8) Then there's the $2 Billion/year giveaway to the major oil companies that Governor Parnell is still trying to pitch.  It got nowhere with the bi-partisan in the past, but that safety net is no longer there.

I wonder how many of these bills will become law?  Thanks to gerrymandering and now with no opposition (despite 40% of the voters casting ballots for Dems last election), we could be about to witness the complete sell-out of Alaska.


akglow said...

Thank you for re-assuring me that there is still some sanity alive on Kenai. (though your numbers may be small, your voice is strong)

Hire Intelligence said...

These comments come from the Clarion's version of KSRM's Sound Off.
Verdict Is In
The verdict is in, Mike Chenault is either the stupidest or most pandering politician in the Alaska Legislature. And think about it, that's saying something. Set aside the issue here, gun safety, or gun control, depending on your personal views, and focus for a moment on Mike's behavior. He knows that no state law has the ability to make the act of a federal employee carrying out federal law, a crime. He has been told this by the AG and his Legislative Counsel. It is called the Supremacy Clause of the US Constitution. In the history of the nation no state law has accomplished such a result, although states have tried, and always failed. The Supremacy Clause is a central pillars of the Constitution. Our system has a mechanism to test and challenge the acts of local, state and federal officials if it is believed the acts or enactments of such officials exceed the scope of authority of such officials, or the acts or enactments violate some other provision of the Constitution. What's troubling here is that when politicians pander to the crowd, as Mike has here, he risks misleading some poor local yokel into believing he is free to substitute his political views with established constitutional law, acting on such views, and endangering himself and others. Any executive orders or legislative enactments on the subject of guns will be judged against established principals of constitutional law, as have thousands of executive orders and legislative enactments in the past. Come on Mike, start showing some leadership and not just acting like another screamer in the crowd. There is no shortage of screamers. I believe with a little calm reflection Mike would have to agree that in his position as an elected official he would better serve the public if he had used his position to address those who feel strongly on this issue, and explained to them the issues and procedures which will be followed to resolve any disputes concerning their concerns.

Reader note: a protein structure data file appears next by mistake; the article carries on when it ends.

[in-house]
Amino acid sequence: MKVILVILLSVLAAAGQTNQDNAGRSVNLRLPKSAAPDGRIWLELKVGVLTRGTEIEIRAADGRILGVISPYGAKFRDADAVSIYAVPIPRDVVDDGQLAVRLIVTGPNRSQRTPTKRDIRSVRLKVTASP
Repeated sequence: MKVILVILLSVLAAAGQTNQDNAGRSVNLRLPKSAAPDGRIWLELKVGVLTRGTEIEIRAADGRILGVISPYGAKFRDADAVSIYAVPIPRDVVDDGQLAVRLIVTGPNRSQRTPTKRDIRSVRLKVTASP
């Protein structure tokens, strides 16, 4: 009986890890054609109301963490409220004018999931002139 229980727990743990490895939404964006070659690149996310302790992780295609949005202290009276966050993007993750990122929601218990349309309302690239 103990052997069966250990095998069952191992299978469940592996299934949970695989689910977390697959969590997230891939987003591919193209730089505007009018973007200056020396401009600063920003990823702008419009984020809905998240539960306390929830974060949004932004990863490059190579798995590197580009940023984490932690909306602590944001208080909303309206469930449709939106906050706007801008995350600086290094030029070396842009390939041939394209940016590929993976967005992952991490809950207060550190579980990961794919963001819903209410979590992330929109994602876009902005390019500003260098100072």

Second Comment
There were no Executive Orders
What the President did was hold a press conference and outlined what goals he would like congress to address. No law was made, nothing has changed, but a dialogue was started and many ill-informed frothing people took this as their time to spew their views from every corner of ignorance. Congress would still have to act to change and implement many of the proposed Executive Actions, which on their own have no force of law. Actions 20 through 23 are by far the most critical. Special funding should be allotted for "Truthers" that think the government killed the kids, or that no one was killed.

Hire Intelligence said...

Now Mike has company, more people are signing on to his bill and there is a move to up the penalty to a felony for the Feds to enforce a law they don't like. Next up, the Attorney General may defend the citizen charged with this federal law they don't like. I really think these legislators like the publicity that makes them sound strange and bizarre to most of the world. Crazy is good ink for the folks back home.
SPONSOR(S): REPRESENTATIVE(S) CHENAULT, Millett, Johnson, T.Wilson, Hawker, Olson, Feige, P.Wilson, Thompson, Keller, Gattis, Lynn, Saddler, Higgins, LeDoux, Foster, Hughes, Stoltze, Reinbold, Tuck

TITLE: "An Act exempting certain firearms and firearm accessories in this state from federal regulation; providing criminal penalties for federal officials who enforce or attempt to enforce a federal law, regulation, rule, or order regulating certain firearms and firearm accessories in this state; and providing for an effective date."